This comes with a spoiler alert…

…the best bit is right at the end of this piece. It’s the music by James Blake called ‘Radio Silence’. If you don’t know the track already then you’re in for a delightful surprise.

But first, I want to point out that the year 2016 was coincidently distinguished by having both a best-selling book and an innovative post-dubstep track called “Radio Silence” published by two very different English creatives within three months of each other. Chance? Dunno.


She’s described as a writer for the social media generation (Alice Oseman, Radio Silence, Harper Collins Publishers, London, 2016). According to the blurb her first book marked her out as a writer in the style of Catcher in the Rye for the digital age. It is a novel that is clearly aimed at its target age group. Like Catcher in the Rye there’s a tone of address that intentionally excludes adults.

Here in Oseman’s work there’s explicit mention of consumer products, films, and TV shows from the start of the century (the British version of The Office, and the BAFTA-winning [is this right? Ed.] constructed-reality show Made in Chelsea). The novel, Radio Silence, is firmly UK-based, with a narrative of being seventeen-years old, getting A-level results and the ways of the English university undergraduate application system.

Being a teenage novel it contains storylines about feelings of alienation, the awkwardness of making friends, blended multicultural families, gender, sexuality and a very small amount of bad language. All of this is presented in the best possible taste and the characters appear to be engagingly middle class. For example, the hero is head-girl at school and a potential Oxbridge student. At home she and mum talk over the breakfast bar – which suggests a larger than average kitchen floor area.

Underlying the narrative there’s also that nagging need every teenager has to be accepted and to fit in. It’s what pundits these days call FOMO. And social media is – apparently – making FOMO worse (fear of missing out, since you ask). See this entertaining little piece in the Economist Expresso from December 2018

In Oseman’s novel there’s plenty of mentions of Twitter, Facebook and Tumblr, and the central concept is about Universe City, “a YouTube podcast show about a suit-wearing student detective looking for a way to escape a sci-fi, monster-infested university” (p.10). The presenter of this podcast is called Radio (p.1) – with his full name being Radio Silence, hence the novel’s title. As we discover, that’s not his real name…

But some things I find problematic. The trade-name mentions will date the novel rapidly. Imagine picking up a book today that was written in 2008 about MySpace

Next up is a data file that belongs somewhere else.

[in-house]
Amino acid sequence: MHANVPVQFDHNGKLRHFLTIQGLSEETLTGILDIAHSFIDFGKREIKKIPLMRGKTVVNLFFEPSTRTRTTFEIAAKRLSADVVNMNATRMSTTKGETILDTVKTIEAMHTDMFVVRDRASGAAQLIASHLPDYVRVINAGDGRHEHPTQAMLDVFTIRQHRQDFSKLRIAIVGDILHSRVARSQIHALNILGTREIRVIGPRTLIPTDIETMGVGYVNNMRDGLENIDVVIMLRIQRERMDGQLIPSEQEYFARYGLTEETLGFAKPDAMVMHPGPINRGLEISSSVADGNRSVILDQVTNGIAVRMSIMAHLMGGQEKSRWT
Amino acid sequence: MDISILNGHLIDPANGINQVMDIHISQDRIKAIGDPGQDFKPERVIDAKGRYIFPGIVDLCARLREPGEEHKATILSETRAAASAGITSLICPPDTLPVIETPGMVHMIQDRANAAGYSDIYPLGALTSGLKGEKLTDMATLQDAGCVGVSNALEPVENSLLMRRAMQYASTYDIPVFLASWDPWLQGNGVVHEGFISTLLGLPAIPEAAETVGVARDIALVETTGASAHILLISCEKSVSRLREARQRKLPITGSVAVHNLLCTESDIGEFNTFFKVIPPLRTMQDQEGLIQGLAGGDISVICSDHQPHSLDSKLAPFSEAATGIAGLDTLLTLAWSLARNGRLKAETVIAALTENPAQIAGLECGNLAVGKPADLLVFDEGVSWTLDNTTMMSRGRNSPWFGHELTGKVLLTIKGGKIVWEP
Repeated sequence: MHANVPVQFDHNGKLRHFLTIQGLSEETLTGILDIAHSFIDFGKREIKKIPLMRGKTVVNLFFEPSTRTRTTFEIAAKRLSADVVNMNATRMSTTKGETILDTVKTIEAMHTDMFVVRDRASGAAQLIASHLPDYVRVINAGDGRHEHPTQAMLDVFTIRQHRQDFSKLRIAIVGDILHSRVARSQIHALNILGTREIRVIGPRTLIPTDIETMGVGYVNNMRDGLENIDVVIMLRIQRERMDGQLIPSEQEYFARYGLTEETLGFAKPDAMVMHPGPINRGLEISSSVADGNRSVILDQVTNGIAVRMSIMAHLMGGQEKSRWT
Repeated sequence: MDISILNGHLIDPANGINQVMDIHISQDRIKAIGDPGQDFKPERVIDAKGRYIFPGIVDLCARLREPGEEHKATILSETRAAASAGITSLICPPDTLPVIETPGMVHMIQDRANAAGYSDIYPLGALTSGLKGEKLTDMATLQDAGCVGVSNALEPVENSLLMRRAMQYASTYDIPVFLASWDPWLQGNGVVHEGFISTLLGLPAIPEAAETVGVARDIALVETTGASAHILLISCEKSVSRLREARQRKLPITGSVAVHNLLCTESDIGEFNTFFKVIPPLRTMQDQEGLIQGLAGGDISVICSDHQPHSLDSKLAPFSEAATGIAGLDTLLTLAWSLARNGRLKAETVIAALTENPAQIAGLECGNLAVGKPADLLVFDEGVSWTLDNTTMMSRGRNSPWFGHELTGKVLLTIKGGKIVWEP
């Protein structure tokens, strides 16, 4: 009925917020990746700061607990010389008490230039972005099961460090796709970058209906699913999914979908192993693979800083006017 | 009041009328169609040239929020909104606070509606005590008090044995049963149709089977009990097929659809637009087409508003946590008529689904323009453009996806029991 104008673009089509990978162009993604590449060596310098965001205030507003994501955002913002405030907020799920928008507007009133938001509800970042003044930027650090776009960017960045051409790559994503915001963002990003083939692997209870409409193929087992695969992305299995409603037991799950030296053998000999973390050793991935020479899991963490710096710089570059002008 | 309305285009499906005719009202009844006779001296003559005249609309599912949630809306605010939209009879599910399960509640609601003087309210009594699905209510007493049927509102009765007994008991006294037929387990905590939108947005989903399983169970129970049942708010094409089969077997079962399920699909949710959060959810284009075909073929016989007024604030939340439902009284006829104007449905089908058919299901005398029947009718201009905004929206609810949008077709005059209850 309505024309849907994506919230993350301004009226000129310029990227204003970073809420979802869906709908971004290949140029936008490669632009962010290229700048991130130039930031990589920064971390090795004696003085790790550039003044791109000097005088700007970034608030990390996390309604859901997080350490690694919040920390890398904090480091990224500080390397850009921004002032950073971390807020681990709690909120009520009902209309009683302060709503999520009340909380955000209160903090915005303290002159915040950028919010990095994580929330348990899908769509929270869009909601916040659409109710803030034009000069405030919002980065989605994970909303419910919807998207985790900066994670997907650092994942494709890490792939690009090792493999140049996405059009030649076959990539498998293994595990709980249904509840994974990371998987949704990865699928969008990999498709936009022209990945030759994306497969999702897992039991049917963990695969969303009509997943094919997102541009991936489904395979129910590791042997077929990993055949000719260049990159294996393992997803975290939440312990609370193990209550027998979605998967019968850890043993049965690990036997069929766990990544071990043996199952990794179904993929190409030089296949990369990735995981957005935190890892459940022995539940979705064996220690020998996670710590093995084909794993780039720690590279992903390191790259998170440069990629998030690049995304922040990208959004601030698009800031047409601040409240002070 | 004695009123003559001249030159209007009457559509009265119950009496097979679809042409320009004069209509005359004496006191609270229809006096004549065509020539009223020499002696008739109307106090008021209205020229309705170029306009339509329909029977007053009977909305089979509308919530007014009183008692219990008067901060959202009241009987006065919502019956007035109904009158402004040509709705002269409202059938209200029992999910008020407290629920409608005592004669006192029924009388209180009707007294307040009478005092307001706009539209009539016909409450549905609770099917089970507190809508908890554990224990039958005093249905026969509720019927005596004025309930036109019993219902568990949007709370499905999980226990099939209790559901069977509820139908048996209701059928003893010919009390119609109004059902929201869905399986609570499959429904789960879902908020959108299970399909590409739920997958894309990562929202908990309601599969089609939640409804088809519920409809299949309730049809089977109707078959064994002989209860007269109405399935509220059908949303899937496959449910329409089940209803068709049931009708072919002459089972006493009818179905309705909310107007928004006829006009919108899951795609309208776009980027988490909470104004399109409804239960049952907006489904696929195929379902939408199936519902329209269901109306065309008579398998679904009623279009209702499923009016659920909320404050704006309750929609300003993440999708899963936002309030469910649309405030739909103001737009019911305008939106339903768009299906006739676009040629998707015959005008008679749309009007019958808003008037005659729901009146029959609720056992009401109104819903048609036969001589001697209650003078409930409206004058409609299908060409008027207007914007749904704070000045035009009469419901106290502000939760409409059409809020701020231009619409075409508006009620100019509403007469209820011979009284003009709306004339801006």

I have reservations as to whether podcasts are ‘radio’; but we’ll leave that to one side for now. I am, however, curious as to how a ‘podcast’ works on YouTube. I am convinced that YouTube is a video platform, not an audio one. I’m not alone in this view, and some commentators think audio has no place on YouTube.

Meanwhile others say they’ve tried it with some initial positive results.

However I’m inclined to look beyond the technical niggles, indeed to ignore the somewhat slack use of the word ‘radio’ in the book’s title. This is, after all, a novel about communication through social media platforms – using sound only. That’s how the great-reveal works in this novel: when the heroine realises the boy she’s with is actually ‘Radio Silence’ himself…

It’s the surprise of the moment when voice and visuals get together: to realise that the face in front of you is the one that has been making the noise you’ve been hearing from the loudspeaker/headphones all this time. And, for me, that’s the important point which this book makes clear to the next generation who’re growing up in a multi-platform world where ‘radio’ has no special and particular meaning. Oseman is doing right by re-inserting radio back into youth culture.

More on radio silence in a moment, but first some podcasts for 2019 – ones to watch (or listen to…) by Philippa Goodrich, a BBC reporter. I like the quote at end of her piece: “But audio has never been all about the money. It’s a medium for enthusiasts produced by enthusiasts…” Quite so.

So, back to Radio Silence. Alice Oseman’s teen-novel was first published in February 2016. In May of that very year, an English musician, James Blake, released a track of exactly the same name.

It is electrifying. It’s everything that the-silence-that-comes-from-the-radio is; and the song translates those two words and the emotions around them into perfect heart-wrenching music which reflects humankind’s own frailty when it comes to relationships. I defy you not to be emotionally moved when you play the track. And again. And again. I did and I was. Find a brief biography of James Blake here.

I argue that it is Blake who has – in the second decade of the 21st century – perfectly captured the essence of ‘radio’ in musical form. Let me know your opinion.

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